Journaling: Now that you kids are preschool age, it's time to start science! Some of your little church friends have even joined us for our lessons, so I get to practice my teaching skills in a group setting. You all have learn a lot so far -- how to use a worm farm to turn garbage into rich soil, how to plant seeds and what they need to grow, and identify our visitors to our backyard bird feeder. But I also want to teach you the scientific method. This is process of observation, creating a hypothesis, designing an experiment, and coming to a conclusion. I introduced these concepts during a lesson about magnetism, when you guessed which household items would be attracted to the magnet before waving the wand over them. There are so many other phenomena in the world that I can't wait to explore, explain, and demystify with you all.
So why do you need to learn the scientific method? Of course, it's fun to play with things and see what happens. But more importantly, science teaches you your place in the world. It shows that there is a reality in the universe separate from your own mind, separate from the way you want it to be. We are not born with this concept, it must be learned. The infant doesn't understand this separation. As he wills, so the world should be. The temper tantrums show the bitter disappointment as they realize that they are not omnipotent. Now I'm aiding this learning process further by showing that oil and water don't stay mixed no matter how much you shake them, plants won't grow faster by yelling at them, and you can't make snowflakes in your freezer. It also helps you appreciate what you CAN do. You can make pretty bubbles with oil, you can make your food appear out of the ground by watering it, and you can go out on a snowy day and see the pattern in the flakes.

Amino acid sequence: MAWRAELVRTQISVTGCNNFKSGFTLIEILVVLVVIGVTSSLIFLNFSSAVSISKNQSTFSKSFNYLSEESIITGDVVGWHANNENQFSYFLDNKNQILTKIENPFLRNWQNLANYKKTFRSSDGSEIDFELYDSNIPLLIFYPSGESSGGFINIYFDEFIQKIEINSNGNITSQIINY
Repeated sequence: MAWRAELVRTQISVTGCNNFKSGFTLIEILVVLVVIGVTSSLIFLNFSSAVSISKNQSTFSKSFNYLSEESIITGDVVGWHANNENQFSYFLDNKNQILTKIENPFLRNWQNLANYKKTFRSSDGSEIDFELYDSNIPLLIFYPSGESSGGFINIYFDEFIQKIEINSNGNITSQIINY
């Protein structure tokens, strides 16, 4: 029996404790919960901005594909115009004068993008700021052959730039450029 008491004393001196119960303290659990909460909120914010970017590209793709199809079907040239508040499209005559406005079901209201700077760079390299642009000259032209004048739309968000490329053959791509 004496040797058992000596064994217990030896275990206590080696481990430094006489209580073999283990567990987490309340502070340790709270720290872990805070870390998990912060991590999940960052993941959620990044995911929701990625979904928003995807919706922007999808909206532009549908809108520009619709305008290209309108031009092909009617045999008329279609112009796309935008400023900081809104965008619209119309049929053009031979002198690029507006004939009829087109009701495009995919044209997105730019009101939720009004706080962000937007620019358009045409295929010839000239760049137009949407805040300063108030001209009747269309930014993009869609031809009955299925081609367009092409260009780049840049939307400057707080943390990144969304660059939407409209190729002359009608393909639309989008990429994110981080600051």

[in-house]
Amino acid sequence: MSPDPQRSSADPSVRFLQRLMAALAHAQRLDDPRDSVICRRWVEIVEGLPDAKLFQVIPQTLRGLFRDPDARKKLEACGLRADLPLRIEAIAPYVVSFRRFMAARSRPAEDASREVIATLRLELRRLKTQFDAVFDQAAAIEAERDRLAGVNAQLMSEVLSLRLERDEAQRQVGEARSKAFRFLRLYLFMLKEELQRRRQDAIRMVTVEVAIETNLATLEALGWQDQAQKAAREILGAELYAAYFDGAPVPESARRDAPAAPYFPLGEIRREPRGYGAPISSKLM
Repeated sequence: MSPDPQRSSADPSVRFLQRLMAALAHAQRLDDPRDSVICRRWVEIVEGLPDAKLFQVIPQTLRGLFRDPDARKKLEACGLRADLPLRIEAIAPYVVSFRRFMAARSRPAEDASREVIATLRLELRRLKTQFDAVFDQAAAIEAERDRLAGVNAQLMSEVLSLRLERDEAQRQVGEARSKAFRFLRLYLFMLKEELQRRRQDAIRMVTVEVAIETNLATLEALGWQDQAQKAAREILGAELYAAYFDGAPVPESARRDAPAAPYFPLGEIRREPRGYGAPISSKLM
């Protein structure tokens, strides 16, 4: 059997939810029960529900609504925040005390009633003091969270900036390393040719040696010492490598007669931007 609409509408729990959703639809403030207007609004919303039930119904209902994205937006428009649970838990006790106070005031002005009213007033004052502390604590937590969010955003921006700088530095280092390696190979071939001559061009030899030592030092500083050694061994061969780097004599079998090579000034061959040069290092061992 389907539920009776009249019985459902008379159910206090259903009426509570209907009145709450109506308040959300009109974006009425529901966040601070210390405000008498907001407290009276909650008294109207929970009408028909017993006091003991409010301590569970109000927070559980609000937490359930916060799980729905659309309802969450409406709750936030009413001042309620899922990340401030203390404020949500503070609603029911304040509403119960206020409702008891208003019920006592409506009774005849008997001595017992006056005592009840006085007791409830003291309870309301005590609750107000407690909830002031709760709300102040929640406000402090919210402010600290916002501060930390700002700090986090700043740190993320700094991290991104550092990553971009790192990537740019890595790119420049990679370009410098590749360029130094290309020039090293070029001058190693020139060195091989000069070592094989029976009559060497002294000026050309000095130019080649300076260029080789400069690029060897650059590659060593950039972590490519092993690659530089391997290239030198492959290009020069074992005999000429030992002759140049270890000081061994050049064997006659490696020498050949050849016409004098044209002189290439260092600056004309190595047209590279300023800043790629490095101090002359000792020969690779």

Learning the scientific method also teaches you the limits of science. Many theories are mistaken by the public to be scientific fact. For instance, people will say that science has proven that the universe brought itself into existence. This is not science, but the prejudices of the people whom we call “scientists.” People will say you're stupid if you question their conclusions and backwards if you look to an ancient text for answers. Yet they don't realize that they are being told what to believe by the arbitrary authority of public opinion. No, there is a point where science ends and God begins. People who do not recognize this rush to conclusions that are more absurd than any witchcraft. So, keep asking “why?” Be skeptical. Question authority. Understand that things aren't true just because the majority believes it to be. And in the meantime, lets have fun and make lots of messes.